Liability. Also, of concern is your attempt to transfer liability for consent to the publisher. Your proposal includes a contractual structure that improperly reallocates responsibility and liability to require the publishers to take the full brunt of a regulatory or private action penalties – penalties that could implicate up to four percent of global turnover for the prior financial year – should the publishers fail to obtain consent on Google’s behalf, despite the fact that the publishers must obtain such consent in the absence of sufficient information regarding Google’s intended practices. Given that your now-changed terms are incorporated by reference into many contracts under which publishers indemnify Google, these terms could result in publishers indemnifying Google for potentially ruinous fines. We strongly encourage you to revise your proposal to include mutual indemnification provisions and limitations on liability. While the exact allocation of liability should be negotiated by individual publishers, your current proposal represents a “take it or leave it” disproportionate approach.
In addition to the above concerns, we have identified a number of questions for which publishers require answers. While we expect there will be additional questions going forward and we have seen your most recent blog post, we would appreciate your prompt reply to the following questions.
- What specific activities does Google undertake that would make it a “controller” under the GDPR? Have you sought guidance from regulators to inform or confirm your decision? The more logical legal position would be as a processor of that data. Have you examined the tenability of this legal position? If so, why has this position been rejected in favour of being designated a controller of the data?
Given that you announced just recently a solution for serving “non-personalized” ads, we would appreciate clarification on the following questions:
- Is this solution meant to serve only contextual ads?
- Under this solution, will Google serve only in the role of processor?
- To what extent, will Google rely on legal bases other than consent to collect and use personal data?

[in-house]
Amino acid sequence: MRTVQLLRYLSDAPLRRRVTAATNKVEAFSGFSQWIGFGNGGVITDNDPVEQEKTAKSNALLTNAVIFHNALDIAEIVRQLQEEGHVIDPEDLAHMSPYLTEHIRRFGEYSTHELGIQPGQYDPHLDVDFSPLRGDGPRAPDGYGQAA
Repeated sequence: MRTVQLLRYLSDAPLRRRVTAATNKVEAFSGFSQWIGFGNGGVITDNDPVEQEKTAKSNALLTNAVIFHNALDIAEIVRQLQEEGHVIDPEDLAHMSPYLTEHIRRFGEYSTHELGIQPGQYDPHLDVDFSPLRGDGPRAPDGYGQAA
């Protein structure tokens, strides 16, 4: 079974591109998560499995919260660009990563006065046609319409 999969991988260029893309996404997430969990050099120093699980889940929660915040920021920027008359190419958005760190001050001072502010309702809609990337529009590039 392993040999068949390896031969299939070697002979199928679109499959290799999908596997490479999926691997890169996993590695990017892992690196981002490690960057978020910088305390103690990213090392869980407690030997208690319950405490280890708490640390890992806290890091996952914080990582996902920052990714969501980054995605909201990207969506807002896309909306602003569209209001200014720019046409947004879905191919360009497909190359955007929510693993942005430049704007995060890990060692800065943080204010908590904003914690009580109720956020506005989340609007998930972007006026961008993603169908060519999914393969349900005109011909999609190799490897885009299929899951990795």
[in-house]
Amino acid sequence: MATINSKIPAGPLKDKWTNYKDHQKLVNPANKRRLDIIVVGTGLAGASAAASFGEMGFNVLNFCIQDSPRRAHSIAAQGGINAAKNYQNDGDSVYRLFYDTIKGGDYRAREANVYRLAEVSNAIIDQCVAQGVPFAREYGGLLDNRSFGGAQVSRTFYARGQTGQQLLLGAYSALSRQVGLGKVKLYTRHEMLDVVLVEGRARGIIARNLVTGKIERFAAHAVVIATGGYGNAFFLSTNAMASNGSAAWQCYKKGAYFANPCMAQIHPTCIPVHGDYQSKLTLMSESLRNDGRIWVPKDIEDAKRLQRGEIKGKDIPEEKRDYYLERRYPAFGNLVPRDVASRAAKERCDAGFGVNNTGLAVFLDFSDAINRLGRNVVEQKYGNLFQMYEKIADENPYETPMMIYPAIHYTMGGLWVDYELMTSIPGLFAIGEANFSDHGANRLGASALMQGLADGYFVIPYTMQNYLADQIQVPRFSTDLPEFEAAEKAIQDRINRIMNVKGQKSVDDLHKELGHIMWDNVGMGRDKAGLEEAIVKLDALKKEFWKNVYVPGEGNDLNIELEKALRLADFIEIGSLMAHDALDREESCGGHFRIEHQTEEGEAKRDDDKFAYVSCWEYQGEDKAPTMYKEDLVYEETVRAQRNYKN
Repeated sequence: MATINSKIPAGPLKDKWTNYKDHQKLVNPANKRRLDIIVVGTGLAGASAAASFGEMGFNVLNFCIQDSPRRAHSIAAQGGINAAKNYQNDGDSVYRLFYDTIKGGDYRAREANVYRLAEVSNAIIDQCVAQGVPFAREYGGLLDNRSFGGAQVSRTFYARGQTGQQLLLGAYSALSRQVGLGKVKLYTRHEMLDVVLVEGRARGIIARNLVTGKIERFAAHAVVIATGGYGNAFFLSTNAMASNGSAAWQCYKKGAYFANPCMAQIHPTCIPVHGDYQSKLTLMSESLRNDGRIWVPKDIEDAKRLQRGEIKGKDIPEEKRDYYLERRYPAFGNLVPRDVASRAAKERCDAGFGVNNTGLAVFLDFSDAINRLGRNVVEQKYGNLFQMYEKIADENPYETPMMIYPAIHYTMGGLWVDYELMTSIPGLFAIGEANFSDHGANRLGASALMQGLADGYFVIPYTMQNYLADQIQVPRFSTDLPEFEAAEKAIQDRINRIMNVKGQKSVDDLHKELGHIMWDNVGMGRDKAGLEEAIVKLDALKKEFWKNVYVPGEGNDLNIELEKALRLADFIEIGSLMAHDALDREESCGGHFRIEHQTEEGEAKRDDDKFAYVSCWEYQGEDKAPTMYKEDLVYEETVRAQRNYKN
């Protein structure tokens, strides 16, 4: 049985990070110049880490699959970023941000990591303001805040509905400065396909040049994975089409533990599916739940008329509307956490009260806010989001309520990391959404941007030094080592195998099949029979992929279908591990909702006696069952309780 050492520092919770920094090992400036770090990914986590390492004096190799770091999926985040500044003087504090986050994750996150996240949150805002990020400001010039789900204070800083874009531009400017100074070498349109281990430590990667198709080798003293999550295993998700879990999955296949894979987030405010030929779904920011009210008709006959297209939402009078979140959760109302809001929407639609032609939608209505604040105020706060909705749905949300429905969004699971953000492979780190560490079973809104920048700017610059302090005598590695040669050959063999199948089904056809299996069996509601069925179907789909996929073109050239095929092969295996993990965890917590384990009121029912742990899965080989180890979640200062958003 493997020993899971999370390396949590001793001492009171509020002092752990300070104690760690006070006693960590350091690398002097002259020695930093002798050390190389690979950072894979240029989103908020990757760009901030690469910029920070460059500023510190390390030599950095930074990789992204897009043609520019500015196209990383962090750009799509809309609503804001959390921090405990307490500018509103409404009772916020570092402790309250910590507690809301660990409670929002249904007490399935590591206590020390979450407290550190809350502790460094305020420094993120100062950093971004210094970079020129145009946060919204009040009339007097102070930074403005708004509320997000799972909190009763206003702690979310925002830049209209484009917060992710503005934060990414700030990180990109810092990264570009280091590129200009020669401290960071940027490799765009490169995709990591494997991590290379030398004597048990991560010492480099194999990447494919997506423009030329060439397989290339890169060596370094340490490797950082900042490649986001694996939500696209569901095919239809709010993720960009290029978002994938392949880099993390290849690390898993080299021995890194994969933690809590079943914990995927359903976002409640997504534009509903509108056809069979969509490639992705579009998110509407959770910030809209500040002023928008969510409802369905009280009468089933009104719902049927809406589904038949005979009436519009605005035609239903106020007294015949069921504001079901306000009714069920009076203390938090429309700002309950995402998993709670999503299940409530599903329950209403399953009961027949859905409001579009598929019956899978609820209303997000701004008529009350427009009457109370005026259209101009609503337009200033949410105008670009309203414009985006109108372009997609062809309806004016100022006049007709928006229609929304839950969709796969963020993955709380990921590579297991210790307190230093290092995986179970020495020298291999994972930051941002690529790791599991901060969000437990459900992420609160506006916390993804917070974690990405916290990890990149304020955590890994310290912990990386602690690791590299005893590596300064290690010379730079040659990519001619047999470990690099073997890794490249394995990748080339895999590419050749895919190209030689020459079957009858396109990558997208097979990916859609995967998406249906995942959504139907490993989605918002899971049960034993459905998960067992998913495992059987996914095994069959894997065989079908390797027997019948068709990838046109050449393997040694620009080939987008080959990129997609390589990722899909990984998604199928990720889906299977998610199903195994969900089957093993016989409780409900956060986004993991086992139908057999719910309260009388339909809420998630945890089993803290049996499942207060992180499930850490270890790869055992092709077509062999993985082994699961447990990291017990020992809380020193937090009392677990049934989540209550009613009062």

- Is this solution intended for use when a consumer does not grant consent?
- With regard to any of Google’s services used by publishers, will you be explicit about the purposes for which Google requires consent from end users? The specification of purposes will need to meet the condition specified in GDPR Art.6.1.a (to the level of detailed needed).
- Your proposal notes that Google will not serve ads on sites with consent mechanisms that do not meet your criteria.
- In Google’s opinion, what constitutes a valid user experience for gaining consent?
- Do you envision a one-size-fits-all approach?
- How will you determine which sites must comply with the GDPR?
- Would you implement a warning system for publishers you deem out of compliance? Will any such system include human review prior to a decision?
- How would a publisher use your services to serve advertising without triggering the need for obtaining consumer consent?
- If publishers decide to utilize an industry-wide consent management platform, how could Google’s services be integrated? Specifically, will you commit to being listed as a vendor in the IAB Europe’s consent mechanism?
Given the rapidly approaching enforcement date of May 25, we would appreciate your prompt attention to our concerns. If you need any clarification, please feel free to reach out to Chris Pedigo, SVP for Digital Content Next, who can help coordinate a response from all of us.
Jason Kint, CEO, Digital Content Next
Angela Mills Wade, Executive Director, European Publishers Council
David Chavern, President and CEO, News Media Alliance
David Newell, CEO, News Media Association